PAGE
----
Services were held at Congregation Emanu-El in San Francisco. Interment at Eternal Home Cemetery in Colma.
Donations in his memory may be sent to: Rosenbaum-Cancer Supportive Care Fund at Stanford, c/o: The Cancer Survivorship Program in Integrative Medicine, Rebecca A. Shreve Administrative Services Manager, Psychiatry & Behavioral Sciences School of Medicine, Stanford University, 401 Quarry Road, #3211, Stanford CA. 94305-5717, or The Ernest H. Rosenbaum Cancer Endowed Chair at UCSF, P.O. Box 45339, San Francisco, CA 94145-0339 or to The San Francisco Opera, San Francisco Opera Association, 301 Van Ness Avenue, San Francisco, CA 94102; or simply do a random act of kindness for someone in need.
At rest in Berkeley, after a 10-year battle with cancer, Laurence Chaim Singer’s will to survive was fashioned by his life saga.
In 1939, parents, Rachel and Aahron, fled East from Lodz, Poland ahead of the Nazi invasion, into USSR. They were sent by the Russians to work in Arkhangel’sk, midway between Leningrad and Murmansk. Chaim was born there January 24, 1940 in Arctic weather, in wartime. After the war, they returned to Lodz, only to discover that everyone in the family there had perished in the Holocaust. The next stop was Tashkent, where Chaim’s sister, Chana, was born. Eventually the Singers made their way to Marseilles, France, headed for then Palestine.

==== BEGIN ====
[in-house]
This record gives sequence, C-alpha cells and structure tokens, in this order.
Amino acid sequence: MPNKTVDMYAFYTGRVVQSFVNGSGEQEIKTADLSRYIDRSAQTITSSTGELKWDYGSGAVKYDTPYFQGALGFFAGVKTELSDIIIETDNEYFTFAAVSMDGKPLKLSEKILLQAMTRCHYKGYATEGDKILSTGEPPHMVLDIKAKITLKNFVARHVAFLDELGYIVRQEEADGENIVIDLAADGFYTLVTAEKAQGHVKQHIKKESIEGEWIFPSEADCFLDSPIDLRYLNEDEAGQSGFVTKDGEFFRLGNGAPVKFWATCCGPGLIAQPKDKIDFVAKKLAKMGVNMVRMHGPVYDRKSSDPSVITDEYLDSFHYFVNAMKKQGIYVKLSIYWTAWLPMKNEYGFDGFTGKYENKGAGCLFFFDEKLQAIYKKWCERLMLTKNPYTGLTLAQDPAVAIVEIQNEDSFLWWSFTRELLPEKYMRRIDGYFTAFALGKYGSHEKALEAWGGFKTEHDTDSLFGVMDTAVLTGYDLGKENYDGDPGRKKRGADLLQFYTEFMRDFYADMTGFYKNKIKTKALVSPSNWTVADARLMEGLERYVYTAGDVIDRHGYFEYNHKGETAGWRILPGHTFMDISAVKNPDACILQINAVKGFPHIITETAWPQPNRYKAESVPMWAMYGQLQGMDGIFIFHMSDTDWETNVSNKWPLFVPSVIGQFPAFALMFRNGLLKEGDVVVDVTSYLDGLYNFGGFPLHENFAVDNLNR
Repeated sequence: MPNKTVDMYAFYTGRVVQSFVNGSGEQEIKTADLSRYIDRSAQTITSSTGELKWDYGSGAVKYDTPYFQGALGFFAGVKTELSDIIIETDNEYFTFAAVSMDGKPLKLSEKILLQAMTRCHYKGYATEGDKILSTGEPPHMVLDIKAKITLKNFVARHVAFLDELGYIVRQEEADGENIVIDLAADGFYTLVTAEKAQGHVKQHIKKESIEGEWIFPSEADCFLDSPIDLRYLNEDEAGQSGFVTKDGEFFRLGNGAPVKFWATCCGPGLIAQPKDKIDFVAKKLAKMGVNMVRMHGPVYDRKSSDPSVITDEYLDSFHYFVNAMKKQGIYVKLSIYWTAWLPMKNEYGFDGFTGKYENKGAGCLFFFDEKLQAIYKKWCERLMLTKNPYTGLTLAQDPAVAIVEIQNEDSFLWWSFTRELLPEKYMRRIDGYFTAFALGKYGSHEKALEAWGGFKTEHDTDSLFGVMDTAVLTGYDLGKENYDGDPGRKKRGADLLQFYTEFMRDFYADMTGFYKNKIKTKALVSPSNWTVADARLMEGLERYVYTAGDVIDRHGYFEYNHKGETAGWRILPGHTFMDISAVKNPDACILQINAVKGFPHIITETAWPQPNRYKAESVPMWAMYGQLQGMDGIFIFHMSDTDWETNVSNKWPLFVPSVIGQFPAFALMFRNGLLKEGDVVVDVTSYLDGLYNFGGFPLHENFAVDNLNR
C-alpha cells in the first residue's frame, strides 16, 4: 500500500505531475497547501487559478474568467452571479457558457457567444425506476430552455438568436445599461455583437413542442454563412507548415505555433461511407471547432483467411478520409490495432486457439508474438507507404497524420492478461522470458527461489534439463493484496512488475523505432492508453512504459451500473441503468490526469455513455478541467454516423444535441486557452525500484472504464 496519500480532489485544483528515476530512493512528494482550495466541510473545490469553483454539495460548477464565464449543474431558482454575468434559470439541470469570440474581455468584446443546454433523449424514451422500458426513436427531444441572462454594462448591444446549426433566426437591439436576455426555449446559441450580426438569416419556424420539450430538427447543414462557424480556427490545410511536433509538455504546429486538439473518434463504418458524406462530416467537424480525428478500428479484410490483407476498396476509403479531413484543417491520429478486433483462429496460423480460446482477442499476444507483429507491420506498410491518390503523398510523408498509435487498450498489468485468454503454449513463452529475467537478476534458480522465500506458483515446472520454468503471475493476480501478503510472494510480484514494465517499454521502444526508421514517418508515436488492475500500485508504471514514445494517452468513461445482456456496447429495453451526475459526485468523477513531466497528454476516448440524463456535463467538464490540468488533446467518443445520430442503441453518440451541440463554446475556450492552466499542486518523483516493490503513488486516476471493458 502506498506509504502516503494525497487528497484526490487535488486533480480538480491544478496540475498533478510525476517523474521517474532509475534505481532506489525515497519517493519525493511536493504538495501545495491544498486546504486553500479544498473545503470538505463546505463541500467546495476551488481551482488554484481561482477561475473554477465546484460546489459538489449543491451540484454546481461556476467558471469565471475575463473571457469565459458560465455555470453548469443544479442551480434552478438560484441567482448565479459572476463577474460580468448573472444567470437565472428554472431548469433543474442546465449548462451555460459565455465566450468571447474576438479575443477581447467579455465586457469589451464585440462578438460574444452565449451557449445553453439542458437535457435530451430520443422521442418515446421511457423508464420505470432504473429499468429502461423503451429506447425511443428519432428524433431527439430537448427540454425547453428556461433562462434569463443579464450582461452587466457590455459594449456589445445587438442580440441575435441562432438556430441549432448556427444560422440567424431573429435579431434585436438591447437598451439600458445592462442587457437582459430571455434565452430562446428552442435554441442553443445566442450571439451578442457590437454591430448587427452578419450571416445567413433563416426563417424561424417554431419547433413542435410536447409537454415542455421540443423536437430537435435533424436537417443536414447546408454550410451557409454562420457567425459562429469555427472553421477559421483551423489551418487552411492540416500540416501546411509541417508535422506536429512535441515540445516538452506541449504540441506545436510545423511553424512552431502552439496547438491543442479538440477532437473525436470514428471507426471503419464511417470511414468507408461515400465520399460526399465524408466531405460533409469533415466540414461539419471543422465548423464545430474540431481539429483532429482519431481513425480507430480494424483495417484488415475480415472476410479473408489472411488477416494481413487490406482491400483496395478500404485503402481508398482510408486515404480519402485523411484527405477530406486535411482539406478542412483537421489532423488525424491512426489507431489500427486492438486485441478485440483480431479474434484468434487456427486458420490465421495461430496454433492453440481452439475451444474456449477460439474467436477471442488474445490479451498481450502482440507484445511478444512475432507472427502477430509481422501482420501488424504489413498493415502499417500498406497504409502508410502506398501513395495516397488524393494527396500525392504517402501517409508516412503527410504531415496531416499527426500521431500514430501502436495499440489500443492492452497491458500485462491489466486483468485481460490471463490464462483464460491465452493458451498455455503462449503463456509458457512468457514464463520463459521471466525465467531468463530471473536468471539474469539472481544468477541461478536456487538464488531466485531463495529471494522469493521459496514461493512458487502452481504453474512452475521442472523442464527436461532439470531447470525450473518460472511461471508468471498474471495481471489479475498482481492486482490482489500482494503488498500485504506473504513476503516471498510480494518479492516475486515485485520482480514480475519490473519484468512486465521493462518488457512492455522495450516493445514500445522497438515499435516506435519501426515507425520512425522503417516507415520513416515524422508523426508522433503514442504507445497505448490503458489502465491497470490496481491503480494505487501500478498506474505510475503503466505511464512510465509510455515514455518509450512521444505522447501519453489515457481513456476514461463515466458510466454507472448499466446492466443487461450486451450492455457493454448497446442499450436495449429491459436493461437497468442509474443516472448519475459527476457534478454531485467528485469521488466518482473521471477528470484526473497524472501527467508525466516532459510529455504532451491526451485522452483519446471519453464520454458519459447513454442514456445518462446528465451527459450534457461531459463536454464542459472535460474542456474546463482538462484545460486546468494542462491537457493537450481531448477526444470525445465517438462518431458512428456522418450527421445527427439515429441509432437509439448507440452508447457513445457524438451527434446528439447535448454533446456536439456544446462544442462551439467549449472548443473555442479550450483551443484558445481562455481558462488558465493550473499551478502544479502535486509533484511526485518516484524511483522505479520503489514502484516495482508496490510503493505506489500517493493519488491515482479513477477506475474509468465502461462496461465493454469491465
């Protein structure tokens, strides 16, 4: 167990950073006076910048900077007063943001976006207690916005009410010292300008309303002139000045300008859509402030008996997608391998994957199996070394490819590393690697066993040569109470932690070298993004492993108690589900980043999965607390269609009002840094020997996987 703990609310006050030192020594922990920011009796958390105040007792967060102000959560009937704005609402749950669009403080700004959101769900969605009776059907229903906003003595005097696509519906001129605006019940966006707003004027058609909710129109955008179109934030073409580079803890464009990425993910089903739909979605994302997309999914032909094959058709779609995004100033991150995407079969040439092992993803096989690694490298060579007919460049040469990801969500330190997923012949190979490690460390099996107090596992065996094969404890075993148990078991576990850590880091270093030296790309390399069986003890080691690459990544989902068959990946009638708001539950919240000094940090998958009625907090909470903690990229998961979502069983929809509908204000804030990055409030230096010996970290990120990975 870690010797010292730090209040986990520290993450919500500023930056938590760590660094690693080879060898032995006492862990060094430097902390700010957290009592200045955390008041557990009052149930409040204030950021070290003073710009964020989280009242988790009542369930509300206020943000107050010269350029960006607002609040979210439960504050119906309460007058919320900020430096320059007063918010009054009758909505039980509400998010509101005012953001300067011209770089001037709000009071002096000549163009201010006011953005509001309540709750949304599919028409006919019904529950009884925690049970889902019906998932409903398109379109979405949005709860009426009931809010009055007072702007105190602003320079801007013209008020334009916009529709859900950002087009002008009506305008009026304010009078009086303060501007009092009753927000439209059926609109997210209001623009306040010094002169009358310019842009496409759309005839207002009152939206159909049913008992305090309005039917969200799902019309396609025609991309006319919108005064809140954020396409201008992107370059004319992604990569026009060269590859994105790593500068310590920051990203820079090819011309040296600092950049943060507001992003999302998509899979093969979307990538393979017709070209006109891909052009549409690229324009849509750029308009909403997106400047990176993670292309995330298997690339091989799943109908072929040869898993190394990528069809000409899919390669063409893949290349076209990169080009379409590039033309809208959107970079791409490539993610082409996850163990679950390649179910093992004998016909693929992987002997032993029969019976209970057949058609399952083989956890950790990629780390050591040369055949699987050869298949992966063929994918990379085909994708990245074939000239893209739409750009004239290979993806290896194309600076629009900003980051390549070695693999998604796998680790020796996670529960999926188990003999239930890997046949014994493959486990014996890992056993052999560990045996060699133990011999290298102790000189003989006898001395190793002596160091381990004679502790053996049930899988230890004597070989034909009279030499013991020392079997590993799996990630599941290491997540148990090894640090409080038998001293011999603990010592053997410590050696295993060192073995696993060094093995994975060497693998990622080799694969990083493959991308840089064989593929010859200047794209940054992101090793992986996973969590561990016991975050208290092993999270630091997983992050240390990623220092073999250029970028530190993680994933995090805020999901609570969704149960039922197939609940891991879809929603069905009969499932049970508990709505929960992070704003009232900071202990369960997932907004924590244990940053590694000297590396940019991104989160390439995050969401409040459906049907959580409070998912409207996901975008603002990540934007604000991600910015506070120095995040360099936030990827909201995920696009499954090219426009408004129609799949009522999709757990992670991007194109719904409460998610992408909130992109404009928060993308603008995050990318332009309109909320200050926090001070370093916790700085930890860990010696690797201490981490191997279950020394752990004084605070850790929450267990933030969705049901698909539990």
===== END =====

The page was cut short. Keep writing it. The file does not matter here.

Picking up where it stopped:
In 1947, they were placed aboard the Exodus, a ship which came to represent the desperate struggle that survivors endured trying to reach the Promised Land. Great Britain, which had the mandate for Palestine, had promised the Arabs to keep Jewish immigrants out. Making an example of the Exodus, British destroyers rammed the Exodus on either side, but failed to crush the ship or the determined spirit of the 4,519 people on board.
Chaim spoke of the children being placed in the center of the ship, as British troops tried to board, and watching as the troops armed with submachine guns were resisted by passengers and crew armed with potatoes and canned goods. People were shot or thrown overboard to drown. Eventually, British armed might prevailed and the Exodus was forced to sail back to France. When the passengers refused to disembark, the Exodus was then forced to sail to Hamburg, German, where the passengers were interned in a vacated concentration camp. The media furor over the treatment of the survivors eventually forced Great Britain to relent, and Chaim and his family entered the Promised Land on British ships. The Exodus incident was pivotal in awakening the conscience of United Nations delegates to vote in November, 1947, a partition Plan for Israel, the forerunner for Statehood in May, 1948.